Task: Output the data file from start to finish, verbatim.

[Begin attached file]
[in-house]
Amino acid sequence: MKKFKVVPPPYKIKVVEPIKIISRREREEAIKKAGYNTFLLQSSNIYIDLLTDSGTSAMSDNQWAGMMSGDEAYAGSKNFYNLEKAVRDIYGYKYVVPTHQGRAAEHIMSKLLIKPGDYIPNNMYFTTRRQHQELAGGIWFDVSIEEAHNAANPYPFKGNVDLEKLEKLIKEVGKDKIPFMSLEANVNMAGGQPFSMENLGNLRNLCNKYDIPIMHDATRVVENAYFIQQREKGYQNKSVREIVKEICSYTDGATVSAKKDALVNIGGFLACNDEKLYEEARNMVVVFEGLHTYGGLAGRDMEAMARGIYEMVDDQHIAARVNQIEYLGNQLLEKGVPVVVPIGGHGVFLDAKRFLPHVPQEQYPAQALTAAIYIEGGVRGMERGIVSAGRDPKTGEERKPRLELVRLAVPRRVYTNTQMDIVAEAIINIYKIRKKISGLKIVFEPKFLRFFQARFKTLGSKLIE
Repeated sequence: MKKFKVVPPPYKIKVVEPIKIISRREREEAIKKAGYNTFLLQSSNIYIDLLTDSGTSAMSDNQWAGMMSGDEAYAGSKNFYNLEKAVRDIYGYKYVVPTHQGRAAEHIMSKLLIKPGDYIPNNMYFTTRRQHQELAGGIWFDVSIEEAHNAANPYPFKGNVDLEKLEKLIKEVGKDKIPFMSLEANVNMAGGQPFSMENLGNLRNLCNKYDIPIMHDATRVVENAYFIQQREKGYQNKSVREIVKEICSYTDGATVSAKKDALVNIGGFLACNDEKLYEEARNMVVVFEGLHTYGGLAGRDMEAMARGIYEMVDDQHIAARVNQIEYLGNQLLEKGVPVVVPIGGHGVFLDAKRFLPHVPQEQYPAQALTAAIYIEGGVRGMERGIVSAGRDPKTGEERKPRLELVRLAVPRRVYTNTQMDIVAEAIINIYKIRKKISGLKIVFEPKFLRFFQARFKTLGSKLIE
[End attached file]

[in-house]
Amino acid sequence: MKKFKVVPPPYKIKVVEPIKIISRREREEAIKKAGYNTFLLQSSNIYIDLLTDSGTSAMSDNQWAGMMSGDEAYAGSKNFYNLEKAVRDIYGYKYVVPTHQGRAAEHIMSKLLIKPGDYIPNNMYFTTRRQHQELAGGIWFDVSIEEAHNAANPYPFKGNVDLEKLEKLIKEVGKDKIPFMSLEANVNMAGGQPFSMENLGNLRNLCNKYDIPIMHDATRVVENAYFIQQREKGYQNKSVREIVKEICSYTDGATVSAKKDALVNIGGFLACNDEKLYEEARNMVVVFEGLHTYGGLAGRDMEAMARGIYEMVDDQHIAARVNQIEYLGNQLLEKGVPVVVPIGGHGVFLDAKRFLPHVPQEQYPAQALTAAIYIEGGVRGMERGIVSAGRDPKTGEERKPRLELVRLAVPRRVYTNTQMDIVAEAIINIYKIRKKISGLKIVFEPKFLRFFQARFKTLGSKLIE
Repeated sequence: MKKFKVVPPPYKIKVVEPIKIISRREREEAIKKAGYNTFLLQSSNIYIDLLTDSGTSAMSDNQWAGMMSGDEAYAGSKNFYNLEKAVRDIYGYKYVVPTHQGRAAEHIMSKLLIKPGDYIPNNMYFTTRRQHQELAGGIWFDVSIEEAHNAANPYPFKGNVDLEKLEKLIKEVGKDKIPFMSLEANVNMAGGQPFSMENLGNLRNLCNKYDIPIMHDATRVVENAYFIQQREKGYQNKSVREIVKEICSYTDGATVSAKKDALVNIGGFLACNDEKLYEEARNMVVVFEGLHTYGGLAGRDMEAMARGIYEMVDDQHIAARVNQIEYLGNQLLEKGVPVVVPIGGHGVFLDAKRFLPHVPQEQYPAQALTAAIYIEGGVRGMERGIVSAGRDPKTGEERKPRLELVRLAVPRRVYTNTQMDIVAEAIINIYKIRKKISGLKIVFEPKFLRFFQARFKTLGSKLIE